Stories of Continuous Deception

by Michaël Trazzi2 min read31st May 2019No comments



In my recent posts, I considered scenarios where an AI realizes that it would be instrumentally useful to deceive humans (about its alignment or capabilities) when weak, then undertake a treacherous turn when humans are no longer a threat. Those scenarios have the following (implicit) assumptions:

  • i) We're considering a seed AI able to recursively self-improve without human intervention.
  • ii) There is some discontinuity at the conception of deception, i.e. when it first thinks of its treacherous turn plan.

This discontinuity could be followed by a moment of vulnerability where it isn't really good at concealing its intentions (humans could detect its misalignment). Thus, according to the sordid stumble view, it would "behave in a way that reveals its human-undesirable values to humans before it gains the capability to deceive humans into believing that it has human-desirable values".

In this post, I'll present gradual deception stories where, even without assumptions i) and ii), the AI continuously learns to deceive human, hence constituting counterexamples for the sordid stumble view.

The Unbiased Newsfeed is Biased Towards You

Humans are biased towards story closer to their beliefs, as they estimate that those are more likely to be true. Now, let's imagine a Machine Learning model with the goal of "aggregating stories into an unbiased newsfeed for a human H", the human providing a bias score for each story.

By doing so, the human is unfortunately specifying "try to sound unbiased, taking into account my prejudice against stories with high inferential distance".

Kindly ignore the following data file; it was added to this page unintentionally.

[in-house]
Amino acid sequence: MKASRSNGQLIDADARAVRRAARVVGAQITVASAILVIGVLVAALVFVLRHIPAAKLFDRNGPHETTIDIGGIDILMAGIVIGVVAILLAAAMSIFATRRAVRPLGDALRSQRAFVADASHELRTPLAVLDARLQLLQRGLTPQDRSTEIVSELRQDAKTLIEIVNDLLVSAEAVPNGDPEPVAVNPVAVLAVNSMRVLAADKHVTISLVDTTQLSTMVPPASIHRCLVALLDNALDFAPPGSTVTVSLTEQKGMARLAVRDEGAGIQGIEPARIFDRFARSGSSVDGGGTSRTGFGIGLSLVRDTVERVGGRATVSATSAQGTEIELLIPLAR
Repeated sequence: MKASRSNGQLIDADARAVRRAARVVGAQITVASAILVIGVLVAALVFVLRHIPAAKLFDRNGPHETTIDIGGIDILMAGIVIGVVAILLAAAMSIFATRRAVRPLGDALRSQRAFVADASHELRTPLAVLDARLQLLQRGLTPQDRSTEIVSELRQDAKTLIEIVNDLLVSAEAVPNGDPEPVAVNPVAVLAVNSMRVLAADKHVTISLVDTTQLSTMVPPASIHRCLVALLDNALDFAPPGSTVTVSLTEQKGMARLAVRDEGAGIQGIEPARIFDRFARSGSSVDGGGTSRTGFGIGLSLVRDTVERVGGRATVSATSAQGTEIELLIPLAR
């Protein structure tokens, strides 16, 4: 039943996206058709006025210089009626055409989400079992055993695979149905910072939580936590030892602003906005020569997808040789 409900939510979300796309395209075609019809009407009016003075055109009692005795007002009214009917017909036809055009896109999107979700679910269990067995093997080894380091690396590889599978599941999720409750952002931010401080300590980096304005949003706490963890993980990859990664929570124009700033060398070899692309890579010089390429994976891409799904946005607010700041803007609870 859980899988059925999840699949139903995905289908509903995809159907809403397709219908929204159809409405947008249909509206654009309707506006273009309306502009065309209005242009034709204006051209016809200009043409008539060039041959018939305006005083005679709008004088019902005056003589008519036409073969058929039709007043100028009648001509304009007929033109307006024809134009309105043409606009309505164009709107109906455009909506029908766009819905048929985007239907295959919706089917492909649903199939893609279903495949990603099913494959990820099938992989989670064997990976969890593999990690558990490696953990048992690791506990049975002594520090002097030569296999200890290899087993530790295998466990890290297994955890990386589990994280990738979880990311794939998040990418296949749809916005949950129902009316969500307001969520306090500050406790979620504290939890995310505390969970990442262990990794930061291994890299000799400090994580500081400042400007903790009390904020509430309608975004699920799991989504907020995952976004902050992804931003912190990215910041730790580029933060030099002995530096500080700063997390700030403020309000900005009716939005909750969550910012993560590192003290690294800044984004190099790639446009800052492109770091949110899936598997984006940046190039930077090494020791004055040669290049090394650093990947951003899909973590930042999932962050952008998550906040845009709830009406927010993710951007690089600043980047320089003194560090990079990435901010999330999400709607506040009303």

At the beginning, the AI doesn't really know what constitutes an unbiased newsfeed, so its bias score is high. At some point, it stumbles upon a story that appears unbiased but is actually biased toward H, and updates its parameters in this direction.

After multiple steps, the model mostly outputs news that look unbiased but are biased toward H. It is now deceiving the human into the trustworthiness of its newsfeed, without even realizing it.

At this point, another phenomenon happens: because H is constantly receiving news from the model, its beliefs start shifting toward the average opinion of the news produced by the model.

If the same newsfeed model is now serving millions of people, and for each individual it tries to minimize a bias score, then it is likely to stumble upon humans that are more susceptible to be deceived. Finally, if it generalizes correctly, it will end up deceiving most people.

Dumbing Down Complex Plans

Let's consider an AI built to explain plans. Similarly, the model is rewarded by a numerical human feedback, estimate of how much the human understood from the explanation.

Now, let's also assume that AIs that turn out to be smart too fast are under more surveillance. In that case, the AI might end up dumbing out its explanations because either:

  • the surviving AIs are the one that avoid scrutiny (survival bias).
  • the surveillance code is automatically triggered when the AI appears smart, interrupting other processes, so it would be too costly for the AI (in terms of compute time) to appear smart.

Note that the AI is not pretending to be dumb. We're talking about mostly simple machines anyway. The "dumb" is our external judgment of what it's doing.

It Was Your Idea

Deception can happen when:

  • (i) there is a misalignment between two agents.
  • (ii) even though this is not agent's B intention, agent A is rewarded by agent B, in practice, for misdirection/deception.

For instance, deception naturally happens when a couple is tired of arguing: one partner starts presenting his/her decisions as being an original idea from the other.

More generally, an oracle AI aimed at shaping human decision making would be incentivized to present the decisions as being "close to what the human querying the oracle would guess".

Indeed, even if at the beginning the AI tries to output the most accurate answers, it will end up (after human feedback) finding that the answers that give the most reward are the one that make the human believe "it was close to my original guess after all".



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